Behind the scenes with the stars of Allegiant
Douglas Wick, producer of Divergent, is watching the end of the world from the safety of a prison cell. “You know,” he says, pointing to a spot in the stark, grey room, “that’s where we shot Kate Winslet in the back!” In the next room, a grand, futuristic chamber, Shailene Woodley, Ansel Elgort, Theo James and Naomi Watts are crowded around a control panel, frantically trying to stop an onslaught of “memory gas”. And it’s here, with his eyes still fixed on the monitor, that Wick starts to tell us the most important thing he’s learnt from producing one of cinema’s biggest young adult franchises.
“You have to leave your cynicism at the door,” he says. “Because Divergent is accessible and [ its protagonist] Tris connects with the audience in a different way. [ The original books were] really trying to express something about identity and growing up, and that has great power in it. I’ve been doing this for a very long time and I can tell you that whenever you set out to make a successful young adult movie, you’re probably doomed.”
We’re speaking to Wick, and his co- producer wife Lucy Fisher, on the set of Allegiant, part one of what will be the series’ swansong. Adapted from Veronica Roth’s book trilogy, it splits her third and final instalment into two films: Allegiant and 2017’ s Ascendant. These entries will conclude the tale of Tris Prior ( Shailene Woodley), an unassuming hero in a world – specifically, a future Chicago – where society has been divided into five factions, which its citizens are sorted into at the age of 16 based upon their personality. It is, essentially, the cliques of high school as dystopia, with Tris – raised as a quiet, selfless Abnegation – yearning to be a member of Dauntless, the brave, athletic group of cool kids. Instead she’s revealed to be Divergent: the rare result of someone who doesn’t fit into any one faction, and who is seen as a threat by the ruling Erudite ( intellectuals) government. Not fitting in – remember that?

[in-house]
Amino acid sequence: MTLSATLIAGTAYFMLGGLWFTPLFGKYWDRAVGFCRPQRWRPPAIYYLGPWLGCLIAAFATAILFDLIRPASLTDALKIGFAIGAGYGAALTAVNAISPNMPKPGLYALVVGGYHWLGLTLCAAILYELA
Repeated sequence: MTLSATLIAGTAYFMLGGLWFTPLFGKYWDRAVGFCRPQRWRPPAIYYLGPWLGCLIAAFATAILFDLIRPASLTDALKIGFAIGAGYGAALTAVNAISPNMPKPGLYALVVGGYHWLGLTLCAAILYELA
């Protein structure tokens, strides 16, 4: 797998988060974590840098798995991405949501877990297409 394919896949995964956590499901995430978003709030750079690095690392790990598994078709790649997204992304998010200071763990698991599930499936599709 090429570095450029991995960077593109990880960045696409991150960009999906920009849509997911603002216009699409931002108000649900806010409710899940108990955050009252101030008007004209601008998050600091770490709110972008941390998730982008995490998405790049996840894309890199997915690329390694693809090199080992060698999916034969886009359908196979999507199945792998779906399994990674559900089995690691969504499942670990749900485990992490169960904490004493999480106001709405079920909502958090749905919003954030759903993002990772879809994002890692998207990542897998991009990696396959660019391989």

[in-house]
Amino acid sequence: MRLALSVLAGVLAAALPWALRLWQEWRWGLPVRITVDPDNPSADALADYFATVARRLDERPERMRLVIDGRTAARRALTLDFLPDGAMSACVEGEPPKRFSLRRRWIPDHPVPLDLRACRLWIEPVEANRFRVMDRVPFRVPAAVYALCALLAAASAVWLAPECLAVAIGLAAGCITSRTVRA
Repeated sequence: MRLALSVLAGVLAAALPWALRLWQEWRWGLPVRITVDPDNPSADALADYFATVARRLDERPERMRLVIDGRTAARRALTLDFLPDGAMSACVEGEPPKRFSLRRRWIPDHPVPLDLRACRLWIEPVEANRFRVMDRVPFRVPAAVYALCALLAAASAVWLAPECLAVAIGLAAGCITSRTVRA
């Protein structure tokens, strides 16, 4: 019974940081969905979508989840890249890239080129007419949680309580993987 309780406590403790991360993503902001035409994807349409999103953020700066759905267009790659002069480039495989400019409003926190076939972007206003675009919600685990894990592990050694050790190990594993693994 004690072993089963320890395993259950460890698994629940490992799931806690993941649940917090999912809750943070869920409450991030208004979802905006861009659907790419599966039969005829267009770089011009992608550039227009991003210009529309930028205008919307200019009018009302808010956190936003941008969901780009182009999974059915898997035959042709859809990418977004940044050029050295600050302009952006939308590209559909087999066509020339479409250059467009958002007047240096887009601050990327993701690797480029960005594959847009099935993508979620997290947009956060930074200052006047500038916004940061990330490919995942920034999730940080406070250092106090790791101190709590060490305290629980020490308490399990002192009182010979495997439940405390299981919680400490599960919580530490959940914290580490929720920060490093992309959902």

in these walls
Following on from last year’s Insurgent, Allegiant picks up after the revelation that, for the past 200 years, the walled city of Chicago ( and its faction system) has all been an experiment by the Bureau of Genetic Welfare, a shadowy organisation living beyond the wall. Thus begins a mission to find them, with Tris and co venturing into an outside world ravaged by a so- called “Purity War”: a time when the government, in the belief that society’s problems were caused by “bad” genes, began to modify them, with disastrous results. It’s here
– in the bright, red “fringe” – that they meet David, the Bureau’s leader, played by Jeff Daniels; a man whose motives may spell disaster for Chicago, or salvation.
“After two movies, we’d seen a lot of Chicago,” says Wick, “and we’d spent time in all of the different factions. We and the characters were ready to go beyond the wall to a different world. That’s been really fun to be open up.”
Directed by Insurgent’s Robert Schwentke ( The Time Traveler’s Wife, RIPD), it’s a story that will take Allegiant up to a certain point in Roth’s book – the scene we’re watching now, in fact – with other plot points being fleshed out. It’s an approach, of course, that follows Harry Potter and The Hunger Games – who split their final stories to varying degrees of success. Was carving up the third book really necessary?
“There was just a lot of story to tell,” says Fisher. “We had a challenge with every single book, which is that Veronica packs a lot of plot and characters in and we felt that we never got to service them all. We’re always apologising to the actors that their characters didn’t get to do as much as they do in the book, otherwise we’d have a five- hour movie. So it’s about having the time and space to do that.”
SFX mentions the criticism that dogged The Hunger Games’ Mockingjay Part 1: that it only felt like the beginning of a story, rather than a story in its own right.